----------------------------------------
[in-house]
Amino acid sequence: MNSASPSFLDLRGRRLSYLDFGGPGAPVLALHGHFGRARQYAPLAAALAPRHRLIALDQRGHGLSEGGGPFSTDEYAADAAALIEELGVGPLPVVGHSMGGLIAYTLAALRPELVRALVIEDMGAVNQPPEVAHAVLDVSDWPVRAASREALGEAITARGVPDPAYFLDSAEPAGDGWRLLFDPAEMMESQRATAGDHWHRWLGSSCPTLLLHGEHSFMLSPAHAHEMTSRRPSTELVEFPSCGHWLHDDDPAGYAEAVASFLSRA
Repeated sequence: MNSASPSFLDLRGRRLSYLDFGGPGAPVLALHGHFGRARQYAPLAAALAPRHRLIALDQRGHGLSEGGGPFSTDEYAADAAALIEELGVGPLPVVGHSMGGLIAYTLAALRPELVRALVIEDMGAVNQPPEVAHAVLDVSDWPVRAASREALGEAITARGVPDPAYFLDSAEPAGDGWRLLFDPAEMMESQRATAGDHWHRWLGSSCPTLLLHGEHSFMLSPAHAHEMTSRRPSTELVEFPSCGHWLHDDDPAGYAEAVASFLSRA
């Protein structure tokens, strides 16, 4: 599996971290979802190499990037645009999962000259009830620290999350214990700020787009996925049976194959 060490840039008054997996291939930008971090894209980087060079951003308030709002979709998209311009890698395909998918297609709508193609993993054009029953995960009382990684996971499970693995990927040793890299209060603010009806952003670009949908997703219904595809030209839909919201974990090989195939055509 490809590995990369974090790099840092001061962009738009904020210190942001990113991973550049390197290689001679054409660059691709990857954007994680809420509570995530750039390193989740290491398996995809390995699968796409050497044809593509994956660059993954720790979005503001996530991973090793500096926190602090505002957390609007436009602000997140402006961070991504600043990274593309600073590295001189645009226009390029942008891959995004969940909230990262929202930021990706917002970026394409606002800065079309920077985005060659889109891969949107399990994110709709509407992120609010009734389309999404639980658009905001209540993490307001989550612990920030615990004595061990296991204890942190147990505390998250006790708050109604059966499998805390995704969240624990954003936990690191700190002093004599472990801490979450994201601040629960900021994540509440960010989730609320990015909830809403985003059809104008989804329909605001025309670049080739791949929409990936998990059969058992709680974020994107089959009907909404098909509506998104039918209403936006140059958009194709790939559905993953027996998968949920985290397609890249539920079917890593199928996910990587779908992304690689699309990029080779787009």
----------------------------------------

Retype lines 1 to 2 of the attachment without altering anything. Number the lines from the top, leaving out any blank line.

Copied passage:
[in-house]
Amino acid sequence: MNSASPSFLDLRGRRLSYLDFGGPGAPVLALHGHFGRARQYAPLAAALAPRHRLIALDQRGHGLSEGGGPFSTDEYAADAAALIEELGVGPLPVVGHSMGGLIAYTLAALRPELVRALVIEDMGAVNQPPEVAHAVLDVSDWPVRAASREALGEAITARGVPDPAYFLDSAEPAGDGWRLLFDPAEMMESQRATAGDHWHRWLGSSCPTLLLHGEHSFMLSPAHAHEMTSRRPSTELVEFPSCGHWLHDDDPAGYAEAVASFLSRA